Holocaust Remembrance Day has been marked with a scandal in Germany as two local rap stars, Kollegah and Farid Bang, won a major music award despite bragging about having the bodies of prisoners of concentration camps in one of their songs.
The line in question is "My body is more defined that those of Auschwitz inmates" from their creation "0815," which outraged the German public last year.
The scandalous reference didn’t stop the 2018 Echo Music Awards awarding the artists; "Jung, brutal, gut aussehend 3" (or "Young, brutal, good looking 3") was named "Best Album of the Year." The organizers explained the decision by appealing to freedom of expression.
However, not all the ceremony participants supported the move.. Front man of German punk rockers Die Toten Hosen roasted the rappers on stage, claiming they had crossed the line in their provocation, and got a big round of applause.
However, when their turn came to get the prize, the hip-hoppers rebuffed the accusations and warned against politicizing the matter.
"I do not want to make a political debate out of it here," Kollegah said, according to DW web-site.
Bang claimed they reject "any and all forms of anti-Semitism and hate against minorities."
Twitter didn’t believe their claims, shaming the award for supporting anti-Semitism.
Mir kann keiner erzählen, dass der #ECHO2018 für die #Antisemiten #FaridBang und #Kollegah keine politische Botschaft hat. Hier wird ganz klar die Ansage transportiert: Juden, verzieht euch aus Deutschland, wenn der #Islam das Sagen hat, können und wollen wir Euch nicht schützen.— Genossin Anetta 🇮🇱 (@Genossin_Anetta) 13 апреля 2018 г.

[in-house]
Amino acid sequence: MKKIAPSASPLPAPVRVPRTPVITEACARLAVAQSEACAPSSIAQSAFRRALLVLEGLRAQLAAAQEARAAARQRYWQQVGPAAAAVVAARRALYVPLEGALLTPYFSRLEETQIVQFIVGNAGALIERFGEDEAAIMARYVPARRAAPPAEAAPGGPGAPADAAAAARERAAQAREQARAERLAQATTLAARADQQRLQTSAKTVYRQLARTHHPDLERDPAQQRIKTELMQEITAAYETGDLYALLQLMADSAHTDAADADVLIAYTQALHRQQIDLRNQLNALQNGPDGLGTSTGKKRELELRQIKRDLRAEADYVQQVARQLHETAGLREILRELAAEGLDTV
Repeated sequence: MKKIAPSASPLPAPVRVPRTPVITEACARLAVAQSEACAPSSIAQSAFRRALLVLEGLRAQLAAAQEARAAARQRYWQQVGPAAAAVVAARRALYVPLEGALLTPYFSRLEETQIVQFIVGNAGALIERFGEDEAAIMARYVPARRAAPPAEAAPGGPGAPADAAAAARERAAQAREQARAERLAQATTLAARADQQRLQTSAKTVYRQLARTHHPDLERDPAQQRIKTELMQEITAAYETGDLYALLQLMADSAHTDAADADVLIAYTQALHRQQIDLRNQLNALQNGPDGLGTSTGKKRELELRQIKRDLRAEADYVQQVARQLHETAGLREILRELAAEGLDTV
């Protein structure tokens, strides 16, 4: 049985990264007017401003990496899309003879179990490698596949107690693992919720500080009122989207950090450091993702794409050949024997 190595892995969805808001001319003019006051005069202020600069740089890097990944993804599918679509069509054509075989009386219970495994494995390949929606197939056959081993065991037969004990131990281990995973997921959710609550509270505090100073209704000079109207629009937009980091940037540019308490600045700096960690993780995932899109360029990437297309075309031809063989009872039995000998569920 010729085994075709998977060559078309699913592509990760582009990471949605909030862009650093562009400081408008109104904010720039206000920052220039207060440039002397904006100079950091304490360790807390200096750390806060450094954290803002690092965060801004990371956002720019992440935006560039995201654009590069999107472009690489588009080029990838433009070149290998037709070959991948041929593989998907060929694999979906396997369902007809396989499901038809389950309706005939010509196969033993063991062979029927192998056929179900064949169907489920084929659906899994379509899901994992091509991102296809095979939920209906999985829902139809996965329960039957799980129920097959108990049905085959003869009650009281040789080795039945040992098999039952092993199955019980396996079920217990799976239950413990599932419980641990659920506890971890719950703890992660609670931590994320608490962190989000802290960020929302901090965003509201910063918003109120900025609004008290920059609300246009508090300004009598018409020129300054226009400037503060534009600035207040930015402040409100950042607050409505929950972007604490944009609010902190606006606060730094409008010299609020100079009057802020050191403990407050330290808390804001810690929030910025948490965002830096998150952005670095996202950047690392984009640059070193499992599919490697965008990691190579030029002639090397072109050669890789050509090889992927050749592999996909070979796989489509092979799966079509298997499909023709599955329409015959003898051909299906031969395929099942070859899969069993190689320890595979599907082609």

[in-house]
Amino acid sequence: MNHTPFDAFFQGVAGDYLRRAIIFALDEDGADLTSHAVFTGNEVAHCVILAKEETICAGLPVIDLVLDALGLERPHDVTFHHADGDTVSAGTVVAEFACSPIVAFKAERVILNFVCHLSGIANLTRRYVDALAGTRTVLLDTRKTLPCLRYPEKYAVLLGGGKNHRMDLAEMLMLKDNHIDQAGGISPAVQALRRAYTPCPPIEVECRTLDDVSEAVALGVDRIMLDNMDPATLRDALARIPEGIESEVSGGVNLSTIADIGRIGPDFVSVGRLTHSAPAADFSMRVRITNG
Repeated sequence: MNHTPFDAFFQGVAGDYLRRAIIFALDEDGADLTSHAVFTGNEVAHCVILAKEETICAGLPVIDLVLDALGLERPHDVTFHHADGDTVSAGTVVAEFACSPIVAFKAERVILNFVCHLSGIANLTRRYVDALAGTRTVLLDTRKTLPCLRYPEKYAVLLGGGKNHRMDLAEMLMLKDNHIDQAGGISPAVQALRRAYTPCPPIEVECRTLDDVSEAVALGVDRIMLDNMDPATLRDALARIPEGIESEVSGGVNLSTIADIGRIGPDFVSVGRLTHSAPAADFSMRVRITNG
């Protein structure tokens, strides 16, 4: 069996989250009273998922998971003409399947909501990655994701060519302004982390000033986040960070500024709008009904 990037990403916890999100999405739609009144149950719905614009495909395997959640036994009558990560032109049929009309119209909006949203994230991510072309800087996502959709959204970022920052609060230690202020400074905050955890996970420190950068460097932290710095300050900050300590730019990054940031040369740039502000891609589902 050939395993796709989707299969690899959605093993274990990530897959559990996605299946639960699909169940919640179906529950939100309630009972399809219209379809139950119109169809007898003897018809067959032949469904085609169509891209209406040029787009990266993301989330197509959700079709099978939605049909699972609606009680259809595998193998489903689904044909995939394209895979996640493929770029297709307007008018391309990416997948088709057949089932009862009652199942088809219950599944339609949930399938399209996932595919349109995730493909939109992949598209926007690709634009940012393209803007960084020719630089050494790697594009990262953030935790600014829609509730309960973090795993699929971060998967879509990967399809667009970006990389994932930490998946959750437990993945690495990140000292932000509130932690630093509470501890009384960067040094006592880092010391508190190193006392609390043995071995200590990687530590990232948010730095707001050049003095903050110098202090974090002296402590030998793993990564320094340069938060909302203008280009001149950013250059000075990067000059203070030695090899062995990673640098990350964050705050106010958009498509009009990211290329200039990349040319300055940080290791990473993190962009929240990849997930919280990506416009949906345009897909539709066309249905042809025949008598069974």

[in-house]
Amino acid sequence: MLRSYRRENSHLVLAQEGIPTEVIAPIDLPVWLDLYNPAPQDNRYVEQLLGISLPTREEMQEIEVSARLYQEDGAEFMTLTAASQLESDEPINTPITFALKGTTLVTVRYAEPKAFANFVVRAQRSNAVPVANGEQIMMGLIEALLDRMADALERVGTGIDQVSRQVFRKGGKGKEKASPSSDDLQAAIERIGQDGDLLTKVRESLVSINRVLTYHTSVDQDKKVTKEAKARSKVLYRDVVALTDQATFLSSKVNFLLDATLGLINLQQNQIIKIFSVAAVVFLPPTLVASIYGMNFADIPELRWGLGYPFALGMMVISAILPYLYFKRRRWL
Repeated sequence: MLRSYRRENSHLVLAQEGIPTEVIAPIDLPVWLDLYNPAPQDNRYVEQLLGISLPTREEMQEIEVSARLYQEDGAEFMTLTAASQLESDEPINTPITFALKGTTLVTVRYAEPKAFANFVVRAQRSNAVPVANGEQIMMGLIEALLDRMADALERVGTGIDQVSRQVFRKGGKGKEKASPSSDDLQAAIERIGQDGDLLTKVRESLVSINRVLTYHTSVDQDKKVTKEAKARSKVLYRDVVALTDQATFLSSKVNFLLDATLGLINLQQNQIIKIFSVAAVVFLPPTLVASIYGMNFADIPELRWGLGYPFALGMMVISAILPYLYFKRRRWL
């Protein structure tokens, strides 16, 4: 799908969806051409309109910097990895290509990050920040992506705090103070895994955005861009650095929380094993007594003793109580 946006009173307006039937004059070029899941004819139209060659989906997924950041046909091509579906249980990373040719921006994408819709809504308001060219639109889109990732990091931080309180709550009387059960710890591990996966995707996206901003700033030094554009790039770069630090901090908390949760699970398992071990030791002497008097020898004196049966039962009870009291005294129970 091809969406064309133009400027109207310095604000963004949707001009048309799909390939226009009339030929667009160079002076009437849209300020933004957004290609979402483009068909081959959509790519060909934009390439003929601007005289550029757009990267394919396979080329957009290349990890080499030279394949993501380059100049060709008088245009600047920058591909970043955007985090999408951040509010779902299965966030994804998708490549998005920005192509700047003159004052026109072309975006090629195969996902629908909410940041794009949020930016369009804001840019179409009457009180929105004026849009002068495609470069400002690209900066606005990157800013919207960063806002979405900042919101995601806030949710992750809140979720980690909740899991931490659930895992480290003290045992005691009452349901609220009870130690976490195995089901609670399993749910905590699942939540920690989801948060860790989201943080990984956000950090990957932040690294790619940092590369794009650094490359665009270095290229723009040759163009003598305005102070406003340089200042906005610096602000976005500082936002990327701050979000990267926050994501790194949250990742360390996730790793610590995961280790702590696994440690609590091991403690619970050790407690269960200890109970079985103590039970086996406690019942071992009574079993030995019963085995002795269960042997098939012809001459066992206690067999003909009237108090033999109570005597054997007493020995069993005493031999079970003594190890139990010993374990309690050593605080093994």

Nobody can tell me that the # ECHO2018 has no political message for the #anti-members #FaridBang and #Kollegah. Here is a clear message: Jews, forgive us Germans, if the #Islam has its say, we neither can nor want to protect you.
Muslimischer Antisemitismus ist auch ein Problem, aber wir dürfen darüber nicht den ganz normalen deutschen Antisemitismus eines Kollegah oder Farid Bang vergessen.— Anatol Stefanowitsch (@astefanowitsch) 13 апреля 2018 г.
Muslim anti-Semitism is also a problem, but we must not forget about the regular German anti-Semitism of a Kollegah or Farid Bang.
Yep. Germany gives two anti-Semites the major German Music Prize on the #YomHaShoah day. Nothing surprising here.
Kollegah und Farid Bang schicken mit ihrer "Musik" Jugendliche moralisch zurück in die Steinzeit. Sie provozieren Frauenfeindlichkeit und Homophobie. Sie schüren Vorurteile und Hass. Und dafür bekommen sie dann auch noch einen Preis. Unfassbar. #echo2018— Philipp (@philipp_hh_) 12 апреля 2018 г.
Kollegah and Farid Bang use their "music" to send young people back to the Stone Age. They provoke misogyny and homophobia. They fuel prejudice and hatred. And then they also get a prize. Incomprehensible.
The ceremony incidentally fell on the Holocaust Remembrance Day, which commemorates the victims of systematic extermination by Nazis during World War II.
According to the most conservative figures on the Holocaust, provided by Adolf Eichmann, one of the Holocaust's architects, the overall death toll stands at 6 million Jews, as well as millions of other perceived undesirables such as Slavs and trade unionists. Meanwhile, a research project started in 2000 by investigators with the United States Holocaust Memorial Museum, found in 2013 that from 15 to 20 million people had died or been imprisoned at a range of Holocaust-related sites.
According to official data, 1 million were killed in gas chambers, shot dead or starved to death in the Auschwitz camp alone between 1940 and 1945, including 232,000 children.